Jewish World Review March 15, 2000 / 8 Adar II, 5760
No, seriously, folks. Oh, never mind. You can't do this seriously. Al Gore snatching up John McCain's flag of campaign finance reform? Al "Buddhist for a Day" Gore, the mendicant's mendicant? Al Gore, host or co-host of 31 White House "coffees?" Al Gore, who used the office of the vice president to make 56 telephone calls soliciting money?
Well, yes, that's the fella. And those whose breath might be taken away by the staggering hypocrisy, the brute cynicism, the wild audacity--you know, all the usual Clinton-Gore stuff--are missing the point.
The point, Gore told reporters on Saturday, was that it was precisely his previous naughtiness in the fund-raising line that makes him so particularly fit to run now as a champion of clean campaigns. "I have learned from my mistakes," said Gore. "I have a passion for campaign finance reform that is fueled in part because of the pain of those mistakes."
Listen, skeptics, those mistakes hurt Al Gore. He told the press that he had become a convert to honesty in fund-raising because of "the pain of making the mistake in '96," a pain that he now holds dear because it gave him "an opportunity for learning and growth." Now, really, how funny is this?
Funnier even than it seems at first glance. Let's put the gag in context. Let's look at Gore-related stories in the news in the days surrounding the vice president's announcement of his conversion.
On March 2, Hsia, a longtime Gore friend and fund-raiser, was convicted on five felony counts for funneling more than $100,000 in illegal donations to the Democratic Party and the Clinton-Gore campaign in 1996. (No, she's not really in jail; she's awaiting sentencing). Some $55,000 of this money was raised at a visit by Gore himself to the Hsi Lai Temple, from Buddhist nuns and monks serving as "straw donors."
On March 10, the Los Angeles Times reported details of a confidential memorandum by Charles G. LaBella, former head of the Justice Department's Campaign Financing Task Force, in which LaBella accused Janet Reno and senior department officials of using "contortions" and "intellectually dishonest" double standards to avoid a legally required independent counsel inquiry into the fund-raising practices of Clinton, Gore, Hillary Rodham Clinton and former White House aide Harold Ickes. LaBella wrote that Gore "may have provided false testimony" in telling investigators that he believed his White House calls were intended to raise only "soft money," not "hard money," the solicitation of which is illegal from a federal workplace.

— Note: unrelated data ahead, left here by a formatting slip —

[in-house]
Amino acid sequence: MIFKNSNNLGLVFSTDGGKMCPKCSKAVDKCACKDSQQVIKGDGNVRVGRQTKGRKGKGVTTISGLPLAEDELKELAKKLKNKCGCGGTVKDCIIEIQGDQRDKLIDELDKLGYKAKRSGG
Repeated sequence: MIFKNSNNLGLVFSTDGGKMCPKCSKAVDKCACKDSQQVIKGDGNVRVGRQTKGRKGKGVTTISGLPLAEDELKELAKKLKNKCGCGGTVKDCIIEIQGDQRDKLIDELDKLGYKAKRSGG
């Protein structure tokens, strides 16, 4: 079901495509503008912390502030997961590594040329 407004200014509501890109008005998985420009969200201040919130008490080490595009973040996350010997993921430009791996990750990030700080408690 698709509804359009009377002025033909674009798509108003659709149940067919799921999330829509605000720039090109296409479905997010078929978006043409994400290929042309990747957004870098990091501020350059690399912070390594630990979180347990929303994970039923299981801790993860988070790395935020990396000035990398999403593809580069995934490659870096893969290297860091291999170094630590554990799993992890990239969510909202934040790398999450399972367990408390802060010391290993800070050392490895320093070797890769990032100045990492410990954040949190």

After it was shown that some of the money Gore raised did go to "hard" accounts, and after it was shown that Gore attended a meeting at which it was made clear that this would be the case, Gore told investigators he had not been paying much attention in the meeting, and might have been in the bathroom at the time anyway. The Times reported that former White House chief of staff Leon E. Panetta had said in a deposition that he remembered Gore "attentively listening" to the hard-money conversation.
On March 11, the New York Times reported that Gore escaped winning his very own independent counsel only because Reno twice overruled powerfully voiced arguments by LaBella, FBI Director Louis G. Freeh and other senior Justice Department officials, and refused to make the appointment. The Times also reported that the federal prosecutor in Los Angeles, Stephen A. Mansfield, launched an investigation into Gore's visit to the Hsi Lai Temple but that, days before the 1996 elections, Lee J. Radek, chief of Justice's public integrity section, personally ordered Mansfield to halt all inquiries. "I wanted to move very quickly, to gather evidence," Mansfield told the Times, "but it got yanked off my desk and as far as I know, nothing happened for many, many months. The consequence of a strategy of sitting back and doing nothing means you effectively make the matter go away."
Funny, funny stuff. Last laugh's on Election
03/15/00: Reform joke